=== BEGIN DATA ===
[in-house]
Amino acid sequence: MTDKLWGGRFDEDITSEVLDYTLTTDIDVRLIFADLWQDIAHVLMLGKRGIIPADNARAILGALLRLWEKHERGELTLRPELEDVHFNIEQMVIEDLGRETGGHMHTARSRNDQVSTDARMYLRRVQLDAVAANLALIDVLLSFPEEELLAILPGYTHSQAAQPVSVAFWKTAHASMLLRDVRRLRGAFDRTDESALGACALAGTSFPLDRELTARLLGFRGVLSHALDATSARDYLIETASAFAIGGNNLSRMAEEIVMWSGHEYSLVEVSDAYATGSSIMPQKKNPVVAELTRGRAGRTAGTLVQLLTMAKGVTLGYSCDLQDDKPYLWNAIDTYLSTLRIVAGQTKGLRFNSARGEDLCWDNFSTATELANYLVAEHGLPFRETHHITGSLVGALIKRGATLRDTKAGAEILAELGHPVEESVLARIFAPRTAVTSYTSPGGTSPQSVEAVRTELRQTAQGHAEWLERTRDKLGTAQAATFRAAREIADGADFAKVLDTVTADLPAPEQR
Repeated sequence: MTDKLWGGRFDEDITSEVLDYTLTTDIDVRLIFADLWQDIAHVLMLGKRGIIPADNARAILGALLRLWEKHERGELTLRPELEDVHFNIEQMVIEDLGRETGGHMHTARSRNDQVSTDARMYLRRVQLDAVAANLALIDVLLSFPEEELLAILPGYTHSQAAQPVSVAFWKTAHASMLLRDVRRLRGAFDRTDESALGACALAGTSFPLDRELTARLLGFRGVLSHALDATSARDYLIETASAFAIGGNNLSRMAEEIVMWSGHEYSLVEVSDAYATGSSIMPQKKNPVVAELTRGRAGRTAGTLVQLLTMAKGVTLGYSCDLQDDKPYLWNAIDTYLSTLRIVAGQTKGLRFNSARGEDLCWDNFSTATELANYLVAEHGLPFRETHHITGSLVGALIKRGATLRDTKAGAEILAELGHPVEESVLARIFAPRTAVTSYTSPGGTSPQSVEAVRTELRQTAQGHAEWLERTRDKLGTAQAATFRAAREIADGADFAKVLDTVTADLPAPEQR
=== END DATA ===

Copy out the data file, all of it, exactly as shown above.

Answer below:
[in-house]
Amino acid sequence: MTDKLWGGRFDEDITSEVLDYTLTTDIDVRLIFADLWQDIAHVLMLGKRGIIPADNARAILGALLRLWEKHERGELTLRPELEDVHFNIEQMVIEDLGRETGGHMHTARSRNDQVSTDARMYLRRVQLDAVAANLALIDVLLSFPEEELLAILPGYTHSQAAQPVSVAFWKTAHASMLLRDVRRLRGAFDRTDESALGACALAGTSFPLDRELTARLLGFRGVLSHALDATSARDYLIETASAFAIGGNNLSRMAEEIVMWSGHEYSLVEVSDAYATGSSIMPQKKNPVVAELTRGRAGRTAGTLVQLLTMAKGVTLGYSCDLQDDKPYLWNAIDTYLSTLRIVAGQTKGLRFNSARGEDLCWDNFSTATELANYLVAEHGLPFRETHHITGSLVGALIKRGATLRDTKAGAEILAELGHPVEESVLARIFAPRTAVTSYTSPGGTSPQSVEAVRTELRQTAQGHAEWLERTRDKLGTAQAATFRAAREIADGADFAKVLDTVTADLPAPEQR
Repeated sequence: MTDKLWGGRFDEDITSEVLDYTLTTDIDVRLIFADLWQDIAHVLMLGKRGIIPADNARAILGALLRLWEKHERGELTLRPELEDVHFNIEQMVIEDLGRETGGHMHTARSRNDQVSTDARMYLRRVQLDAVAANLALIDVLLSFPEEELLAILPGYTHSQAAQPVSVAFWKTAHASMLLRDVRRLRGAFDRTDESALGACALAGTSFPLDRELTARLLGFRGVLSHALDATSARDYLIETASAFAIGGNNLSRMAEEIVMWSGHEYSLVEVSDAYATGSSIMPQKKNPVVAELTRGRAGRTAGTLVQLLTMAKGVTLGYSCDLQDDKPYLWNAIDTYLSTLRIVAGQTKGLRFNSARGEDLCWDNFSTATELANYLVAEHGLPFRETHHITGSLVGALIKRGATLRDTKAGAEILAELGHPVEESVLARIFAPRTAVTSYTSPGGTSPQSVEAVRTELRQTAQGHAEWLERTRDKLGTAQAATFRAAREIADGADFAKVLDTVTADLPAPEQR